6.2.4 For security reasons, receipt books whether partly or wholly used must be kept under lock and key by the DA.
6.2.5 Completed receipt books must be securely preserved for audit.
6.2.6 All receipts of monies whether in form of cash, cheque, telegraphic transfers, money orders or postal orders must be entered in the cashbook.
6.2.7 The money received, in whichever form, must be deposited with the bank within 24 hours.
6.2.8 When cash, cheque, money orders and postal orders are paid into the bank, a duplicate copy of the bank pay-in slip should be filed in the bank slips file for records and audit purpose.
6.2.9 It is the specific duty of the DA to ensure that all payments made in favour of suppliers or MRA are verified on a weekly basis.
Maximization of resource utilization is the main objective of any organisation. Cost control is key to day to day operations, and is significant to the organization’s running life blood – cash flow.
The expense structure should be governed by the authorization limits.
7.1.1 The fact that an item is listed in the approved budget does not imply automatic authorisation to incur expenditure on it. Each particular spending depends on availability of money at the particular time.
7.1.2 Heads of Department are responsible for the adherence to the programme budgets. The Head of Department is the primary expenditure-authorising officer in the Department and its affiliated Units.
7.1.3 On receiving an invoice from a supplier, the Accounts Office shall prepare the payment voucher. The Head of Department shall certify the payment voucher. The Head of Department shall, in consequence, be held responsible to ensure that:
a. The expense-item had been budgeted for,
b. The services specified have been duly performed,
c. The prices charged are either according to contracts or approved sales or are fairly reasonable according to the current local rates,
d. The computations and costing have been verified and are authentically correct,
e. Adequate funds are available for the vote-heads to which the payments are charged, and
f. The payment is correctly allocated to the right vote-head.
7.1.4 Upon the approval of the payment voucher by the Head of Department and affiliated Units, the Accounts Office shall present the payment voucher together with the supporting documents to the Bishop through the DOFIA for authorisation. Authorization is reserved to the Bishop and/or whoever is acting in that capacity.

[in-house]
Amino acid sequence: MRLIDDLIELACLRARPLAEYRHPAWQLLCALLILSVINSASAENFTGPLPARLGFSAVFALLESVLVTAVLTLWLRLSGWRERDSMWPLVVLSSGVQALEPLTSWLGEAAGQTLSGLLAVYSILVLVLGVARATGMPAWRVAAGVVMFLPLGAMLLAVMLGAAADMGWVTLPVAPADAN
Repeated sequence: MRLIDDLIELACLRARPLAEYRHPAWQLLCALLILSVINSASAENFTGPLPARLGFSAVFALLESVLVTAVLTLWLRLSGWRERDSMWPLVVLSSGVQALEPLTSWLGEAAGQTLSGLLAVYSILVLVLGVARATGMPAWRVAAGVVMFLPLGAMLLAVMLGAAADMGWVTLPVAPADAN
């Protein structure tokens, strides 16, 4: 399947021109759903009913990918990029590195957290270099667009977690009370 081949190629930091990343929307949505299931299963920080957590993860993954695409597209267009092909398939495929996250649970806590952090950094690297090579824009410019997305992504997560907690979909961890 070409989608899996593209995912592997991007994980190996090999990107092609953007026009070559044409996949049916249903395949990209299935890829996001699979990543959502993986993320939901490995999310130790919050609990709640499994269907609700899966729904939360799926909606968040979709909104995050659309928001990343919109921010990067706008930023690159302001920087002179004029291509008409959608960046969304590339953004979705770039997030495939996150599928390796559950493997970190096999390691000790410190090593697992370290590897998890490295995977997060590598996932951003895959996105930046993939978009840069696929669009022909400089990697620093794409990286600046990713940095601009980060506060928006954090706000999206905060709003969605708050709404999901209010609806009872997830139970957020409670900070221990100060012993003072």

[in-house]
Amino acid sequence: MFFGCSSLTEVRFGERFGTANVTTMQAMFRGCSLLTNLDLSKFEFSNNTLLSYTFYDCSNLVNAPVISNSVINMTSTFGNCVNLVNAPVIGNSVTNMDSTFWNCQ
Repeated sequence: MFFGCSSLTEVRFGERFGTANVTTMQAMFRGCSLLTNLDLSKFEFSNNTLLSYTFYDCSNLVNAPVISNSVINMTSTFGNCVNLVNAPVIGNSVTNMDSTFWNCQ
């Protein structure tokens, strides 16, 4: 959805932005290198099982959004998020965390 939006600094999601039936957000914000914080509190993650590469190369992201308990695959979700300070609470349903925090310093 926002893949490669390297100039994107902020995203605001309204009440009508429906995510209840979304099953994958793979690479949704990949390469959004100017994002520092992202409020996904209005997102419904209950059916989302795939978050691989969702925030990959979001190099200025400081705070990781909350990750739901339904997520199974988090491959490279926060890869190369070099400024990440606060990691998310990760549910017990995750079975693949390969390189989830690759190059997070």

7.1.5 Before issuing any cheque for the Bishop to sign, the DA shall ensure that the out-going cheque is in order and that there is sufficient money in the bank to cover the amount specified.
7.1.6 Cheques shall not under any circumstances be pre-signed. There shall be no exceptions to this.
7.1.7 The cheque signatories shall check and confirm the following before signing any cheques:
a. Payment voucher is correctly completed using indelible/permanent ink.
b. The payment is supported by valid vouchers for services provided or goods delivered to the Diocese and that the date, the pricing, the quantities, the costing, are correct/valid, the invoice is authorised/approved for payment, if attached, the invoice agrees to the delivery note and the original order.
c. Payment is supported by properly authorised supporting documents in case of travel or salary advances to staff.
d. Requisition forms should carry names of officers in case of funds being requested for field work or meetings and not simply state that the required funds are for 5 or 7 etc. officers.
e. The account/budget codes are correct for the payment being made
f. Ensure that the cheque is made out to the correct payee and must always be to a named payee (as opposed to a blank cheque).
g. The cheque is filled out properly and correctly.
h. Confirm reason for requesting an open cheque if for cash and countersign the crossing.
i. Sign both the cheque and the payment voucher.
7.1.8 The account shall remain in credit. If there are no more funds on the account, all cheque payments will be suspended until the situation is rectified. At all cost an overdraft is discouraged.
7.1.9 All payments shall be supported by correct and valid documentation. A chronologically pre-numbered payment voucher shall be used for authorisation and when filled should show the following details among others: